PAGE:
Kogi governorship race gets messier by the day

James Faleke and Abubakar Audu

James Faleke and late Abubakar Audu

James Faleke and late Abubakar Audu
James Faleke and late Abubakar Audu

The governorship election in Kogi state, central Nigeria that appeared to have been conducted almost seamlessly on 21 November is getting messier each day, following the umpire’s surprising decision to declare the election inconclusive on 22 November and the sudden death of the leading candidate, Prince Abubakar Audu.

INEC and the Attorney-General of the Federation asked the APC to produce a new candidate for the supplementary poll to hold on 5 December. The APC says it will organise a new primary election to do this and pronto, 27 candidates are jostling to fill the vacant position of Audu.

To further complicate the succession race, Kogi central district of the party, nominated Audu’s first son, Mohammed as the rightful inheritor of the throne that his father ought to have claimed on 21 November.

Meanwhile, the PDP, whose candidate emerged first runner-up in the election, has made a case that its candidate should be declared the outright winner, forgetting that Audu was not the only candidate: there were two persons on the APC ticket.

In Lagos, lawyer Ebun Adegboruwa has headed to court to compel INEC cancel the entire election and organise a new one.

And then this: the deputy governorship candidate of the APC, James Abiodun Faleke, has stepped out asking INEC to declare him the winner of the election, in the absence of his principal, Prince Abubakar Audu. Faleke made his claim via letters written by his lawyer, Chief Wole Olanipekun, a senior advocate, to both the APC chairman, Chief John Odigie-Oyegun and the INEC chairman, Professor Yakubu Mahmoud. Here is Faleke’s case as reported by Premium Times online…

Governor Idris Wada of Kogi State
Governor Idris Wada of Kogi State

James Abiodun Faleke, the running mate to late Abubakar Audu, the candidate of the All Progressives Congress in Saturday’s governorship election in Kogi State, has asked the Independent National Electoral Commission, INEC, to declare him governor elect. He has also asked his party to ignore INEC’s directive that it produce a new governorship candidate.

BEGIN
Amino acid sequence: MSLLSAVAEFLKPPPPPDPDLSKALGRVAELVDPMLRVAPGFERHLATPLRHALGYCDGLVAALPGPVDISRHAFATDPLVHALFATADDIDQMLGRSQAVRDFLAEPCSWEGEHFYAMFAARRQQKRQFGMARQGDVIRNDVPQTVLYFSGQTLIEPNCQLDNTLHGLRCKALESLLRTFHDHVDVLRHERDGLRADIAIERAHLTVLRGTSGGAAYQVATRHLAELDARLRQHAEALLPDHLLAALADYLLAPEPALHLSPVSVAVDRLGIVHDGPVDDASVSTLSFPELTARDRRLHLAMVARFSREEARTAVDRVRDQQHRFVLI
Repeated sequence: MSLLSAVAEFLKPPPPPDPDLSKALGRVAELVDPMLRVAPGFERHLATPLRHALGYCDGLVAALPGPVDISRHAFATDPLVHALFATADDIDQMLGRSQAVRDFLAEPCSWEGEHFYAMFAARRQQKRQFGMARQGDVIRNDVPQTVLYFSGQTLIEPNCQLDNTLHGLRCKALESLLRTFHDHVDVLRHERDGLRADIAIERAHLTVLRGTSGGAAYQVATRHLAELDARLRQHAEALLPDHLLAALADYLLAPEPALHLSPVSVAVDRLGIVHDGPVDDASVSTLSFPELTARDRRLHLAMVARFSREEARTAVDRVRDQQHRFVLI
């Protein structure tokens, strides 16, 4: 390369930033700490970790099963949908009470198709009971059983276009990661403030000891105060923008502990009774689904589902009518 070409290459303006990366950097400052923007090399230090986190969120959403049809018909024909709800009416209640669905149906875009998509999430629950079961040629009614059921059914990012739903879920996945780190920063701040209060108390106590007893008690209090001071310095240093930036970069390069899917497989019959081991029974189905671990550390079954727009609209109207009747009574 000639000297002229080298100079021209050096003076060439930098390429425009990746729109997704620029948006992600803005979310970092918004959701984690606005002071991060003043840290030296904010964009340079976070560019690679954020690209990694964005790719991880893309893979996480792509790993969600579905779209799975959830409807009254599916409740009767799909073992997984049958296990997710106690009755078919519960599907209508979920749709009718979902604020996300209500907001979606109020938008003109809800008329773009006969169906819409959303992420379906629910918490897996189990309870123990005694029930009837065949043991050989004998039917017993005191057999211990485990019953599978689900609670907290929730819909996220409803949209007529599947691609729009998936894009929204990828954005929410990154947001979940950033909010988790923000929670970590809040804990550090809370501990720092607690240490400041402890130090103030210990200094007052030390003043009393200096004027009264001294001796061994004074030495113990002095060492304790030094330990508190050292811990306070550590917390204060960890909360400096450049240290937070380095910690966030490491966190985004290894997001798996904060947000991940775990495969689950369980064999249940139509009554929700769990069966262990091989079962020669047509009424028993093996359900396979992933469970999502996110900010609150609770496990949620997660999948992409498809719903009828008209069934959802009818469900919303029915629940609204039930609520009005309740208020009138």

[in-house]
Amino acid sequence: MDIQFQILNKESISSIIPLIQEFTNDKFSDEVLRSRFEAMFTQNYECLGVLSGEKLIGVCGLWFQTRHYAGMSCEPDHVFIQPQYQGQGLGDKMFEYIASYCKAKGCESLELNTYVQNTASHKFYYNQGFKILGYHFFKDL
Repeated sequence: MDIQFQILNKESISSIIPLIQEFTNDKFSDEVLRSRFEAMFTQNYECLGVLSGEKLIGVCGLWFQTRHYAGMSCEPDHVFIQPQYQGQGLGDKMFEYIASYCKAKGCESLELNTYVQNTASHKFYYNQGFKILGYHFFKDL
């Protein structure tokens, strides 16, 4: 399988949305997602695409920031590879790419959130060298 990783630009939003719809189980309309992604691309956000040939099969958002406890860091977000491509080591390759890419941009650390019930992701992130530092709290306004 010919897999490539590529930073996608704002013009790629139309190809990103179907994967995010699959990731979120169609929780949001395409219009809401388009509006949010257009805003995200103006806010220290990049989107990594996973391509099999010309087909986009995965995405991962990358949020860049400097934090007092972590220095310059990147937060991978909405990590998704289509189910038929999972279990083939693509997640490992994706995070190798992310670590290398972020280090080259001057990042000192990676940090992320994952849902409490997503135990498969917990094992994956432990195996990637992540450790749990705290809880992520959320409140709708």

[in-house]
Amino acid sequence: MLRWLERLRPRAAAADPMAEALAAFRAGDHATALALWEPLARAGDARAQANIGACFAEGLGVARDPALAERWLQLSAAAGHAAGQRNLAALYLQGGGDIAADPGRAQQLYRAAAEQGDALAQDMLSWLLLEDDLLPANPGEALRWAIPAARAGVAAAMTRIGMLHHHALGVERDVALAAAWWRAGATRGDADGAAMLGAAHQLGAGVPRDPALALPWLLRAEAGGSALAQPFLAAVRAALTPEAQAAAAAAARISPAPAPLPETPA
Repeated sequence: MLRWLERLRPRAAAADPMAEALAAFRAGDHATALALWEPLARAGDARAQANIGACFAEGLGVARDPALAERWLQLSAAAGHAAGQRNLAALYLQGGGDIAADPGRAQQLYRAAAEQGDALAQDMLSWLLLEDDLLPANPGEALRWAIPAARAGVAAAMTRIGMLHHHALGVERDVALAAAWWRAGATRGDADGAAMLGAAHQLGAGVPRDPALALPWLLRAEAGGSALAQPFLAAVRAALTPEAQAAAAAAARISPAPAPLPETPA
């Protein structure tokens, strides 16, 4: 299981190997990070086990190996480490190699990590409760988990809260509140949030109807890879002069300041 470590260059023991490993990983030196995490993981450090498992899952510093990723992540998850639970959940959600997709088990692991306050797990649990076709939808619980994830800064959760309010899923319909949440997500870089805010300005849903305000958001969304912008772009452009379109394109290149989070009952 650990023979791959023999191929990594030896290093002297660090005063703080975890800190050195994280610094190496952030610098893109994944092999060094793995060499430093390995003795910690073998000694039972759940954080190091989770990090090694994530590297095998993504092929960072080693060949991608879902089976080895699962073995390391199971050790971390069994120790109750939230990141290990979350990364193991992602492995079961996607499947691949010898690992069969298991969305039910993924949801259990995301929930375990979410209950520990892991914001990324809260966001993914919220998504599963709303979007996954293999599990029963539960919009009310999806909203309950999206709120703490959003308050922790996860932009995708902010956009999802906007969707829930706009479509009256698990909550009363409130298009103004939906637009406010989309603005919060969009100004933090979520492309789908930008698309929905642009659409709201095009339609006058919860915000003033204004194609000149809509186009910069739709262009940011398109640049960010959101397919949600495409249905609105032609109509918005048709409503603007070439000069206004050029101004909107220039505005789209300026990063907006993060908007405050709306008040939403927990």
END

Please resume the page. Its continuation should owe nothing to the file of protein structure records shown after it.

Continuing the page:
In a November 26 letter to INEC Chairman, Mahmood Yakubu, Falake’s lawyer, the respected senior advocate, Wole Olanipekun, insisted that under Section 187 of the 1999 Constitution, Faleke was duly elected as deputy governor of Kogi State and that INEC had no right under the law to declare the election inconclusive.

He accused INEC of deliberately creating what he called “legal conundrum” and urged the APC not to be a party to the action.

“In law and logic, no new candidate can inherit or be a beneficiary of the votes already cast, counted and declared by INEC before that candidate was nominated and purportedly sponsored,” Mr. Faleke wrote through his counsel, Wole Olanipekun.

“Assuming without conceding that INEC is even right to order a supplementary election, the votes already cast, counted and declared on Saturday, 25th November 2015, were votes for the joint constitutional ticket of Prince Abubakar Audu and our client.

“Therefore, no new or ‘supplementary’ candidate can hijack, aggregate, appropriate or inherit the said votes.”

In another letter to APC Chairman, John Oyegun, Mr. Faleke urged his party to distance itself from the “Greek Gift” being offered to it to nominate a new candidate for a planned supplementary election in 91 polling units.

He said the election had already been won and lost, and that the party should rather support him in actualizing the mandate already given to APC and its candidates.

According to the result declared by INEC, Mr. Audu had the highest number of votes thus leading the 21 other candidates, including the incumbent governor of Kogi State, Idris Wada, who was the flagbearer of the Peoples Democratic Party.

However, INEC declared the election inconclusive and ordered supplementary election in 91 polling units.